Rusty had a very similar season in 1974 once again leading the team in RBIs with 78 but hit just .258. 1975 turned out to be his best season with the Mets, he set a franchise record with 105 RBIs, a record that would stand for 15 seasons until Darryl Strawberry broke it with 108 in 1990.

Despite his success the Mets traded Staub to the Detroit Tigers in the offseason along with minor leaguer Bill Laxton in exchange for pitcher Mickey Lolich and outfielder Billy Baldwin.

It was a trade the Mets would come to regret as Staub went on to become one of the most productive run producers while Lolich had a mediocre season for the Mets and then retired.

Rusty returned to the Mets in 1981 as a free agent and would play 5 seasons with the Mets before retiring after the 1985 season.  In his first season back with the Mets Staub played first base and hit .317 with 5 home runs and 21 RBIs.  In 1982 he served as a player/coach and split time between the outfield and first base but hit just .242 with 3 home runs and 28 RBIs. 

From 1983 to 1985 Staub served primarily as a pinch hitter and became the most preeminent pinch hitter in the league.

In 1983 he tied the Major League record for most consecutive pinch hits with eight. He also tied the single season Major League record with 25 pinch hit RBI’s. In 1984 Staub hit just one home run, but that one home run put him in exclusive company as he became just the second player to hit a home run before his 20th birthday and after his 40th birthday, the other player was Hall of Famer ty Cobb.

Rusty Staub retired following the 1985 season. In his 9 seasons with the Mets Staub appeared in 942 games and hit .276 with 75 home runs and 399 RBIs.  He was inducted into the Mets Hall of Fame in 1986.

Following his playing career Staub spent 10 seasons in the Mets broadcast booth

While with the Mets Staub wore number 4 from 1972 to 1975 and number 10 from 1981 to 1985.

Rusty Staub also played for the following teams:
Houston Astros – 1963-1968
Montreal Expos – 1969-1971, 1979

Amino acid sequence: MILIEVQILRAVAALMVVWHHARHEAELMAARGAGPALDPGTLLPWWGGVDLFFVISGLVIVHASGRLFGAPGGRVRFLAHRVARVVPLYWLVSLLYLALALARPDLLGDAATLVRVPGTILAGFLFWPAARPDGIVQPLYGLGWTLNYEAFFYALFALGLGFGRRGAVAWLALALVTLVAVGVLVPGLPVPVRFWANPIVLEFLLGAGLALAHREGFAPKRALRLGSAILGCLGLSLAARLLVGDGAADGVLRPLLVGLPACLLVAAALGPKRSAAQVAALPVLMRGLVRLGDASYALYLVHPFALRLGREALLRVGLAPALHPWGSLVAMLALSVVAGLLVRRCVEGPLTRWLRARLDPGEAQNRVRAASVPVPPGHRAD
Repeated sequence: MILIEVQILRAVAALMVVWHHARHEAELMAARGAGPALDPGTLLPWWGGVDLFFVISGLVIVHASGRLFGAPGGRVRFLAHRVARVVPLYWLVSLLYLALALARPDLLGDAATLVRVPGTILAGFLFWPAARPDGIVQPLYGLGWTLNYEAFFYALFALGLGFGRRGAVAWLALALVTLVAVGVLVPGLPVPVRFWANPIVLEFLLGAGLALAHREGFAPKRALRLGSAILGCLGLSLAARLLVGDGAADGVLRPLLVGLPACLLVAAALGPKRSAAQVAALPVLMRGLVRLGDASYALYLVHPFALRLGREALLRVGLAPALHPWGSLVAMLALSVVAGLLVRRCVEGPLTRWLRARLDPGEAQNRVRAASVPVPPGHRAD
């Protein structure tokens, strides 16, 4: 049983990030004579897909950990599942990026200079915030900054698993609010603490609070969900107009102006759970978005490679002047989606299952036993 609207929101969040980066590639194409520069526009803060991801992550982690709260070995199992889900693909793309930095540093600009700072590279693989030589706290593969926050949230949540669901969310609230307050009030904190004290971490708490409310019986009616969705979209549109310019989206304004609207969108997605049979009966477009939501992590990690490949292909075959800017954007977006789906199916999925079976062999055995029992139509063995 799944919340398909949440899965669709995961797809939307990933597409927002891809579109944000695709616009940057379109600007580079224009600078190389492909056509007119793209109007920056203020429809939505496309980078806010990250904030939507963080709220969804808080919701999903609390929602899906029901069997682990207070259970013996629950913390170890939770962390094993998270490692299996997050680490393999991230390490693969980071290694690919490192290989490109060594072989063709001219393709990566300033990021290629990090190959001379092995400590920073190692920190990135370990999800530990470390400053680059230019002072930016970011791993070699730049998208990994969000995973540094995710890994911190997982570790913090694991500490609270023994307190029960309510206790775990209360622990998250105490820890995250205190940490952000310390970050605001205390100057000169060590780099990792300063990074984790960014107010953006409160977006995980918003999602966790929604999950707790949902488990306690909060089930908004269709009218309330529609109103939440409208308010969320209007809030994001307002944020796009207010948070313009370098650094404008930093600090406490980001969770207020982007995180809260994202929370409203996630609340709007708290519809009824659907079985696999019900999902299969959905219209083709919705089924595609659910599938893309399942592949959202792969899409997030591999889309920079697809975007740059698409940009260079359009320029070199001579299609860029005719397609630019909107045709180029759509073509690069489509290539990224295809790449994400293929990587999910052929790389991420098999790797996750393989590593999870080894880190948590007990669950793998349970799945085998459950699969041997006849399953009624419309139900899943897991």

Detroit Tigers – 1976-1979
Texas Rangers – 1980

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Rich Chiles – His New York Mets Career 1973

Rich ChilesThe Mets acquired outfielder Rich Chiles from the Houston Astros along with Buddy Harris in exchange for Tommie Agee on November 27, 1972. Chiles made the Mets 1973 Opening Day roster out of Spring Training and made his Met debut on April 11 as their starting centerfielder. He went 0 for 4 as the Mets lost to the St. Louis Cardinals 5-4.  The next day he recorded his first hit as a Met, a 4th inning double off future Hall of Famers Bob Gibson.  Chiles appeared in just 8 games; during his brief time with the Mets and batted .120 (3 for 25) with 1 RBI.  His most productive game came on April 22 in a 13-3 win over the Montreal Expos.  He went 2 for 5 with an RBI.

Following the season, the Mets released Chiles and he signed with the San Diego Padres.

While with the Mets Chiles wore number 29.

Rich Chiles also played for the following teams:
Houston Astros – 1971,1972,1976
Minnesota Twins – 1977,1978

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Jim Beauchamp – His New York Mets Career 1972,1973

Jim BeauchampThe Mets acquired Jim Beauchamp as part of a multi=player trade with the St Louis Cardinals following the 1971. The Mets also acquired Harry Parker, Chuck Taylor and Tom Coulter in exchange for Art Shamsky, Rich Folkers, Jim Bibby and Charlie Hudson. Beauchamp was a journeyman outfielder/first baseman who would spend two seasons with the Mets as a pinch hitter and part time player.